LCS @50: Kevin McNulty's Memories


2nd Grade- 1969/70

As Lincoln looks forward to celebrating 50 years of building a strong community, we rely on memories and anecdotes from some of the oldest members of our community. Kevin McNulty, the son of Frances McNulty who was one of the founders of Lincoln Community School, humorously recaps some of his earliest days on campus.

"I was not in the first year of Lincoln School but it could not have been too old when I started, as my oldest sister was in one of the first classes. At the time it went from 1st to 8th grade, so I was pretty young. Everything seems a lot bigger when you are younger, looking back, so I remember huge walls, huge buildings and lots of playground space. The usual story is that you go back years later and everything seems much smaller. In my case, I can't really say that. When I went back to Accra about 10 years ago and went to the site of the first Lincoln School I found out it had been turned into a hotel! The Alisa Hotel, to be exact. And it was quite a sizeable hotel. So I guess that says something.

Before it was a school, it was a house. Given the size of the house it was a house for someone that I am guessing had a very large swiss bank account at one time, but still a house. When we visited, you could still see the outlines of the old buildings in parts of the hotel, but it had definitely been added to. It was expanded on when we were there. It seemed like every year a room somewhere was added. First, the art buildings in the back, then patios on the ground floor were turned into classrooms, then the big patio on the second floor was covered over and turned into the French class, then the covered patio by the pool was turned into another art class. The pool itself never worked and was either empty or full of rainwater – a sheer danger to kids. These days you probably would have needed to have every parent sign a waiver to let their kids into the school grounds given the danger. But that pool was awfully attractive to us anyway as it was forbidden to us to play in. So of course we snuck into it when we could.

To get into the school, you had to pass through a great, big blue metal gate. But most importantly you had to get past the gatekeeper, Timbala. Timbala was a smallish, skinny man with a high voice. He was always friendly with us kids, and would laugh with us and talk to us. He was always good for news and rumors as we got older. If we wanted to get peanuts, PK bubblegum (six pence) or other snacks, he would go buy some for us. We could give him some money at a break, and then next time after class he would have them. There were always people selling stuff up the road. Not sure if he was supposed to do that. Probably kept a little fee for doing it. But it was win-win for everyone. No one snuck out, and he was only gone when everyone was in class. He would sometimes play soccer or other games with us, but wouldn't stray too long from his gate. He was good at watching the gate and I don't really remember anyone sneaking out, at least through the gate.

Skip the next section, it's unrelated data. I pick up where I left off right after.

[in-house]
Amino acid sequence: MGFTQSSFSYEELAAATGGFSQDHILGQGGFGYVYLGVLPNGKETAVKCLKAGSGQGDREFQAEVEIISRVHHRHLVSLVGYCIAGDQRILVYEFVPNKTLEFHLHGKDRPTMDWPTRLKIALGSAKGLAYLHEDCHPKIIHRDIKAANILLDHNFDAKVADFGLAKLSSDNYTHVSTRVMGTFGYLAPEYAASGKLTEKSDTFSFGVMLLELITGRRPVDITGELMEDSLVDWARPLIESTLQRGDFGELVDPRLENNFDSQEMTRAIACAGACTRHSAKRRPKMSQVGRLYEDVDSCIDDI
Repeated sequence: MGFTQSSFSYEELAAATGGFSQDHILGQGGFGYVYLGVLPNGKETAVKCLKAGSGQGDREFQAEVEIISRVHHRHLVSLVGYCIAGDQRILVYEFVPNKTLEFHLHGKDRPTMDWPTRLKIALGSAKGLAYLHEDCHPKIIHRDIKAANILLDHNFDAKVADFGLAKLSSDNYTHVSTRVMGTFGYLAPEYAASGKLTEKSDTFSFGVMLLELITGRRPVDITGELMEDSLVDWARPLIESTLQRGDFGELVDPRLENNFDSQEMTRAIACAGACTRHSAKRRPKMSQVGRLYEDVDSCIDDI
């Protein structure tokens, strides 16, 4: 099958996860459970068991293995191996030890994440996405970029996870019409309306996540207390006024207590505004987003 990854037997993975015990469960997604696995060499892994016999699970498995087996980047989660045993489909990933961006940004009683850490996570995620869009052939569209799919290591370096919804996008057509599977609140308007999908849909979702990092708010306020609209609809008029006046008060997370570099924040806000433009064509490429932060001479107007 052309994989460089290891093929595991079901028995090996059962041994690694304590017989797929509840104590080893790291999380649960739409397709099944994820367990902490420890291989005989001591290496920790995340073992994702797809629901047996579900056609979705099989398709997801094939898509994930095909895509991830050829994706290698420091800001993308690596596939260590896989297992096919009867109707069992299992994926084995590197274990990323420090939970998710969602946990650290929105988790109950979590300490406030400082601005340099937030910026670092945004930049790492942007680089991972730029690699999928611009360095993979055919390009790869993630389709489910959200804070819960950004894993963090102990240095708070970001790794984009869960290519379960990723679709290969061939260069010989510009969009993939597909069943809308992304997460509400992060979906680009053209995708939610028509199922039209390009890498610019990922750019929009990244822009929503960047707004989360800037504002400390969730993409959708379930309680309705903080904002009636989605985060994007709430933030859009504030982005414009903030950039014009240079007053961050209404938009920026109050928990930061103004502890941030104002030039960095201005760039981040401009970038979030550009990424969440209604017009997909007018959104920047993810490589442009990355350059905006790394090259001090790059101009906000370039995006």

On the other hand, on the other side of the back wall, where the playground ended, was the Danish Ambassador's house. When I was about 4th grade, the Danish Ambassador's son was in my class. We would jump the wall at lunch or after school and go to his house. No one ever caught us doing that. But that was a temporary escape route until the Danish Ambassador moved. Once in the gate there was a driveway that led up to the front of the building. I don't remember cars using that much, so I imagine it was only for special occasions. Drop off and pick up were right outside the gate. I assume there was some reason for that but it seemed like sheer chaos as a kid. We would all be running around until someone said "Your mom is over there", and then we would pile into the back of the station wagon that was not air conditioned - all us kids and usually several friends, getting as close to the windows that popped out as possible for some air. But that is another story."

As we draw closer to the 50th Anniversary weekend in November, we will be sharing short anecdotes from some of the people who helped build the school. Stay tuned!